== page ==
Facebook, Twitter, and other social media networks can be great tools for helping us stay connected. But there are some cautions with social media, too, to protect your relationships and life
1. Tweet others as you would have others tweet to you. Use the golden rule when posting anything about anyone: Before you post, put yourself in the other person’s shoes.
2 Use a GPS to post. Let us walk in integrity. We encourage people to create an inner GPS and ask three questions before saying or doing anything, especially before posting.
Does this decision show respect for
G – God?
P – People?
S – Self?
3. Converse in real time what you want said and posted in cyberspace. Have a conversation with those you love about what posts, photos, and content they are comfortable having you share on your account or posting to theirs. Comfort and privacy levels vary.
4. Learn the tools of the trade. It’s wiser to learn the ins and outs of Twitter, Facebook, etc. from someone you think uses it well. From the moment a post or photo goes viral it’s live and it may never be recoverable no matter how quickly you hit the trash can or X button. If you do make a mistake, quickly delete and let others know who might be impacted.
5. Remember: “If it looks like a hack, moves like a hack, it must be a hack.” If a post looks different from what that friend usually posts, move with caution especially if it looks like a movie, survey, or game application. Hackers are always coming up with new ways to gain access. If you happen to click on something you think is from a friend or trusted source and it is not, quickly change your password, and then alert those that were impacted.
6. Use discernment and direct message. If you are going to say anything at all private or use double entendre, use the text phone to phone, “Direct Message” on Twitter, “Send a Message” on Facebook, or better yet, text to his or her phone, email, or call. The general rule: The more important, volatile, or intimate the message, the more it should be given live or at least with a phone call, voice to voice.
7. Bring good news. Use social networking to spread good news.
8. Protect the pix. Pictures posted should honor people’s images at work, in the community, and church. Facebook offers a “request to tag,” which means you can send someone a picture privately and they approve the tag and the photo will then appear on your page (it is released to go public). Others might not enjoy photos you think they would if they go public. For example, I took a picture of my husband, Bill, pulling my luggage through the airport after a gruelling trip. I thought it showed his chivalry, a man caring for his wife. He was less than thrilled at the post because my luggage is bright pink! I should have “requested a tag.”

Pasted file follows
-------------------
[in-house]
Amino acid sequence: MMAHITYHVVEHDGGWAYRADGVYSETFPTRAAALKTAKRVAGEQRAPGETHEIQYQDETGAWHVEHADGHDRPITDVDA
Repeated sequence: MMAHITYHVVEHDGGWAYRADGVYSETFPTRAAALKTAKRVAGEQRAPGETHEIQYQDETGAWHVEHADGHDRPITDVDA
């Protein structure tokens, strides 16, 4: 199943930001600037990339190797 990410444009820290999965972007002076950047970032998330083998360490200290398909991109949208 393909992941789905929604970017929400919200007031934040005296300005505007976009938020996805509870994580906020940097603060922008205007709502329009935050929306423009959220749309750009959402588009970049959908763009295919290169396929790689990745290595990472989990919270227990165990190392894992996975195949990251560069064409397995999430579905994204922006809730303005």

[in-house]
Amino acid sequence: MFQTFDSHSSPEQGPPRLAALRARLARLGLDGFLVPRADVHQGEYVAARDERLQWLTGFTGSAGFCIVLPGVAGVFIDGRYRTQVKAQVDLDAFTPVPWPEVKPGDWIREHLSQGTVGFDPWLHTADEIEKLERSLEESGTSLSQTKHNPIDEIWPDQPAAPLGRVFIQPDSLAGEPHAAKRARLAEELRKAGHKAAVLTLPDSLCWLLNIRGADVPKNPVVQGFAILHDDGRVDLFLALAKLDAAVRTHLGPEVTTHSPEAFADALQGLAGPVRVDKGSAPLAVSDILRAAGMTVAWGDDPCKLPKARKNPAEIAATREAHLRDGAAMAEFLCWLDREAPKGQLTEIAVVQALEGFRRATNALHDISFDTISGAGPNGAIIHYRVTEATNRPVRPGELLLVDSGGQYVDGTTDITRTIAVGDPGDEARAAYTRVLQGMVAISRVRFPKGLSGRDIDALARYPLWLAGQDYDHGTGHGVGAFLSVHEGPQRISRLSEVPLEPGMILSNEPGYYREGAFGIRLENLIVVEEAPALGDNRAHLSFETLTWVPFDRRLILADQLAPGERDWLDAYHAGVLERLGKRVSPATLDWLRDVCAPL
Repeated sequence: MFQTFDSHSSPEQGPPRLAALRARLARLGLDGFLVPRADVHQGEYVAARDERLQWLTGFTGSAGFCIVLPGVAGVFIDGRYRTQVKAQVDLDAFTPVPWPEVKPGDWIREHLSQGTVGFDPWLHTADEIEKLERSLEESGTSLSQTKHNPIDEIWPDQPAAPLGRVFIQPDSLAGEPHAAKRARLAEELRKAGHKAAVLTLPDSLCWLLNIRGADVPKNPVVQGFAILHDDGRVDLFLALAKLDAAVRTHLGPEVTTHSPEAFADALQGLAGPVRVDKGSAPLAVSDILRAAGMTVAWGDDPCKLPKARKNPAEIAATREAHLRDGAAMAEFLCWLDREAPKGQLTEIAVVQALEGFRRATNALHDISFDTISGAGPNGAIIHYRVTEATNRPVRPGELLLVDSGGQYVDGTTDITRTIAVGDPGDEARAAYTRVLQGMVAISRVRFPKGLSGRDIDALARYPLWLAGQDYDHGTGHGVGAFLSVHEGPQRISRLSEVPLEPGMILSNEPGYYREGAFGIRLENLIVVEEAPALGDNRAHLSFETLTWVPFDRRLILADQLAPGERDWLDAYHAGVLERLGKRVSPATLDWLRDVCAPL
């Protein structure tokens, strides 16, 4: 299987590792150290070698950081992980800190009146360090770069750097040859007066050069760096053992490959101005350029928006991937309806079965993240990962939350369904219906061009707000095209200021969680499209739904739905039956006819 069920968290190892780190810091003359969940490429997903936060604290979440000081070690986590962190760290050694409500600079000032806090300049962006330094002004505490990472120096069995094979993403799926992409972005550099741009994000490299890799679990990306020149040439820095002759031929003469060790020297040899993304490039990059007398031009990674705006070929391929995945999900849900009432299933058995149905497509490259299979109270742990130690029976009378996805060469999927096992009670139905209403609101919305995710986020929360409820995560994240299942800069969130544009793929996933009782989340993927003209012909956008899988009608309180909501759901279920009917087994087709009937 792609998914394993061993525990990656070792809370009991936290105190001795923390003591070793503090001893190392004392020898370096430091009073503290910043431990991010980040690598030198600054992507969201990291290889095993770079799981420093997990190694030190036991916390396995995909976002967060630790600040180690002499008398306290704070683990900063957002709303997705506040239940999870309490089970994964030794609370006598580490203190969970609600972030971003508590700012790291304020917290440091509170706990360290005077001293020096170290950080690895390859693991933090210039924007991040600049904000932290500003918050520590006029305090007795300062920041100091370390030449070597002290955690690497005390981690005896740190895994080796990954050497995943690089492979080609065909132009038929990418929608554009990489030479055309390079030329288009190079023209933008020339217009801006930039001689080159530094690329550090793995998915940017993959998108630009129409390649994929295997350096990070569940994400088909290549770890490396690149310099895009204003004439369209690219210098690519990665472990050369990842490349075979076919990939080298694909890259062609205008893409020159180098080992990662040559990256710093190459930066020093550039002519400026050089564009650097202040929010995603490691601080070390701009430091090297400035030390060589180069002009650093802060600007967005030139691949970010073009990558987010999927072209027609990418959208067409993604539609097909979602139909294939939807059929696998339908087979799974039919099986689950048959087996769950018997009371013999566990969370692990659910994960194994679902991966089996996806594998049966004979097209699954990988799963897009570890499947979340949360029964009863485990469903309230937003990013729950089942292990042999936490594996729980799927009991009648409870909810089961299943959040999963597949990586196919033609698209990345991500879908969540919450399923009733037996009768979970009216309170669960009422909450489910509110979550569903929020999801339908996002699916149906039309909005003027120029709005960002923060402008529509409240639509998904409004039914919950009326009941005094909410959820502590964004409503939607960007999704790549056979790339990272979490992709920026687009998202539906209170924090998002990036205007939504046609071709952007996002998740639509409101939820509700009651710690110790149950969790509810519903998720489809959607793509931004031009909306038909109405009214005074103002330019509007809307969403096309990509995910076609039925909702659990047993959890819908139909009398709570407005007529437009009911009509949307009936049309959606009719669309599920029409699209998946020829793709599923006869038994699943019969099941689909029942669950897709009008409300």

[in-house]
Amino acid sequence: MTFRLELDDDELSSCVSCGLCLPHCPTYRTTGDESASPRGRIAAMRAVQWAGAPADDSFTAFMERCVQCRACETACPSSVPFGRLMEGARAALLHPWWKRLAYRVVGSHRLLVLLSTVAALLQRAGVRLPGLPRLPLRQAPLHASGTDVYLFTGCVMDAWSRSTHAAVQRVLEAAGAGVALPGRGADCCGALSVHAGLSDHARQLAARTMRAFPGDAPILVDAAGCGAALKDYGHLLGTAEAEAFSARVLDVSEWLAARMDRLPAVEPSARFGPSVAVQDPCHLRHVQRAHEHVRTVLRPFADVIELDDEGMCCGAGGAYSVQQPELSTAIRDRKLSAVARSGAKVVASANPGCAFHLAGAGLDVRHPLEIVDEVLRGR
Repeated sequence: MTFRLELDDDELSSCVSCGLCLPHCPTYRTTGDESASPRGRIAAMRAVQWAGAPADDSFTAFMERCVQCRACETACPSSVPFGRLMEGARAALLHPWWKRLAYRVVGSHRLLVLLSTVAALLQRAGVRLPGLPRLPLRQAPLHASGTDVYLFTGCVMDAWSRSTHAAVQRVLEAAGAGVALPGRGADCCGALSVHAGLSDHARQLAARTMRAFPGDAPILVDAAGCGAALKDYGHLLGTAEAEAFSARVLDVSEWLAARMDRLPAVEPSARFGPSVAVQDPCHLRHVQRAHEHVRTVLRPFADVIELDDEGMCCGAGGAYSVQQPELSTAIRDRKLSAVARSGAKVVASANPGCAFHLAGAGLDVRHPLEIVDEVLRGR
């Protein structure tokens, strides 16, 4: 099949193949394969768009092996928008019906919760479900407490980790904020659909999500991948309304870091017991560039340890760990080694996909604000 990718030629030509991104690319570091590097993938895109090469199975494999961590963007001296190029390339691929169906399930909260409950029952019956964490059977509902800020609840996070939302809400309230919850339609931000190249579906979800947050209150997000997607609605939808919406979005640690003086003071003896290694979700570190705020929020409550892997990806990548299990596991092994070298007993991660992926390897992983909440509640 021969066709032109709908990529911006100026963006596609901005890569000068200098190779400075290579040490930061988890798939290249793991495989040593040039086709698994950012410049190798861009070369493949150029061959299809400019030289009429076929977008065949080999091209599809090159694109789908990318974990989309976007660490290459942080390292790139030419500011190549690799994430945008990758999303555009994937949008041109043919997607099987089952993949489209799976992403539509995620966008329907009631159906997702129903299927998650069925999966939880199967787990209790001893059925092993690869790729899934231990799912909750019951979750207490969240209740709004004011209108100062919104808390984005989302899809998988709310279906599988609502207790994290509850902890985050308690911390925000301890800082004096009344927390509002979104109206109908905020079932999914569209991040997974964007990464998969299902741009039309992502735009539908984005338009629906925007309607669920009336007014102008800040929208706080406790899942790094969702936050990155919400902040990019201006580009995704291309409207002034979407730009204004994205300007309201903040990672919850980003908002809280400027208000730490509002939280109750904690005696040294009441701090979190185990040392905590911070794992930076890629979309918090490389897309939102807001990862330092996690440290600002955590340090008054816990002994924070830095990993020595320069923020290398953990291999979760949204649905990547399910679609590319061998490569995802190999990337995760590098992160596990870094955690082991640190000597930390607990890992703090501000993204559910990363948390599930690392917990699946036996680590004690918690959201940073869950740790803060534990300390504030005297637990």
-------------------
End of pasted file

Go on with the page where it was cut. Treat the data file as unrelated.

9. Build and encourage with words. Enlightens us to the type of words to select: encourage one another and build up one another, honor, or praise others. Sprouter Community Manager, Erin Bury advises, “Don’t say anything online that you wouldn’t want plastered on a billboard with your face on it.”
10. Work out issues offline. Social media is not the place to resolve a personal problem. Never use social media, email, or texting to discuss a sensitive topic. The nuances of emotions are not carried well through electronic methodology. You cannot see a person’s face, feel pain to empathize with, or give personal physical touch which is often the real key to resolving differences. Think before you push “send.” If in doubt, wait it out! Better yet, pick up the phone and set a date to talk.
11. Tweet, post, and email helpful information. Using social media to send links that may improve someone’s quality of life or strengthen them spiritually. You may not know how dramatically this may help someone in an expedient way. Be discerning in the way you send.
12. Let “iron sharpening iron.” Social media is the new “talk radio” or public-square of opinion. Present views but do it with reasonable logical thought, facts, and quotes that back your case. Again, this information is for sharing thought of public debate not private disagreements.
13. Post using reasonable icons. DO NOT POST EVERYTHING IN ALL CAPS OR PEOPLE WILL THINK YOU ARE YELLING. And every statement you make does not need a smiley face after it. Icons are great for emphasis, but don’t over use.
14. Share humor and levity. The world is a negative, harsh place most days, so if you can lift a spirit or bring a smile do so. However, do not use humor at someone else’s expense.
Article Published in Vashti Magazine, Issue Sep-Oct 2014.